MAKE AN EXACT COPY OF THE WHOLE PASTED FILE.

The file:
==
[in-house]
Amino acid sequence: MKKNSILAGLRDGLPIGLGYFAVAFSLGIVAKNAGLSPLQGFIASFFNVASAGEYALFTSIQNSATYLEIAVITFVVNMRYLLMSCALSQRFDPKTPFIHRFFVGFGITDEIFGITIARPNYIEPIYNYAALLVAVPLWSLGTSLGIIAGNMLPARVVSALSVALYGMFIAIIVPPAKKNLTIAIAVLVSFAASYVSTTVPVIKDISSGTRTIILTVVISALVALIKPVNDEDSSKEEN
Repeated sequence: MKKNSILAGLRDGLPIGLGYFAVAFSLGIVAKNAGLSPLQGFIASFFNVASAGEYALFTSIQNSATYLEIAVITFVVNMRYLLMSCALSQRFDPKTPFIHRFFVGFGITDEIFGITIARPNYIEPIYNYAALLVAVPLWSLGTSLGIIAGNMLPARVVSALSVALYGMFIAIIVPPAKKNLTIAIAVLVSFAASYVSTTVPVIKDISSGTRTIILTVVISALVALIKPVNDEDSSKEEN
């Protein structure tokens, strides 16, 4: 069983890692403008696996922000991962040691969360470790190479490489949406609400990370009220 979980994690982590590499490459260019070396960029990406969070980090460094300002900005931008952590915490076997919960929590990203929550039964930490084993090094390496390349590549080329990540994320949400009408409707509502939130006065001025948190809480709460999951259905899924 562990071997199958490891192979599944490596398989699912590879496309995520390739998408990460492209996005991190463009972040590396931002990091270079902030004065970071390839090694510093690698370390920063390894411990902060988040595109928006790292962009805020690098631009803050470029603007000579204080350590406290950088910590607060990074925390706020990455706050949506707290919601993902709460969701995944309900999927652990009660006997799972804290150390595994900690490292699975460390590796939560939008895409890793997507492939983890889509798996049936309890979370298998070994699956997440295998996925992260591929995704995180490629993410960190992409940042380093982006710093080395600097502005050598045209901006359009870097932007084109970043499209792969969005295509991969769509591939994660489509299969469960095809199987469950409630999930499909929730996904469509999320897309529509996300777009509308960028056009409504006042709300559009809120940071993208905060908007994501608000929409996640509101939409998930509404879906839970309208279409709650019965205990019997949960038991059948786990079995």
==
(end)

[in-house]
Amino acid sequence: MKKNSILAGLRDGLPIGLGYFAVAFSLGIVAKNAGLSPLQGFIASFFNVASAGEYALFTSIQNSATYLEIAVITFVVNMRYLLMSCALSQRFDPKTPFIHRFFVGFGITDEIFGITIARPNYIEPIYNYAALLVAVPLWSLGTSLGIIAGNMLPARVVSALSVALYGMFIAIIVPPAKKNLTIAIAVLVSFAASYVSTTVPVIKDISSGTRTIILTVVISALVALIKPVNDEDSSKEEN
Repeated sequence: MKKNSILAGLRDGLPIGLGYFAVAFSLGIVAKNAGLSPLQGFIASFFNVASAGEYALFTSIQNSATYLEIAVITFVVNMRYLLMSCALSQRFDPKTPFIHRFFVGFGITDEIFGITIARPNYIEPIYNYAALLVAVPLWSLGTSLGIIAGNMLPARVVSALSVALYGMFIAIIVPPAKKNLTIAIAVLVSFAASYVSTTVPVIKDISSGTRTIILTVVISALVALIKPVNDEDSSKEEN
């Protein structure tokens, strides 16, 4: 069983890692403008696996922000991962040691969360470790190479490489949406609400990370009220 979980994690982590590499490459260019070396960029990406969070980090460094300002900005931008952590915490076997919960929590990203929550039964930490084993090094390496390349590549080329990540994320949400009408409707509502939130006065001025948190809480709460999951259905899924 562990071997199958490891192979599944490596398989699912590879496309995520390739998408990460492209996005991190463009972040590396931002990091270079902030004065970071390839090694510093690698370390920063390894411990902060988040595109928006790292962009805020690098631009803050470029603007000579204080350590406290950088910590607060990074925390706020990455706050949506707290919601993902709460969701995944309900999927652990009660006997799972804290150390595994900690490292699975460390590796939560939008895409890793997507492939983890889509798996049936309890979370298998070994699956997440295998996925992260591929995704995180490629993410960190992409940042380093982006710093080395600097502005050598045209901006359009870097932007084109970043499209792969969005295509991969769509591939994660489509299969469960095809199987469950409630999930499909929730996904469509999320897309529509996300777009509308960028056009409504006042709300559009809120940071993208905060908007994501608000929409996640509101939409998930509404879906839970309208279409709650019965205990019997949960038991059948786990079995």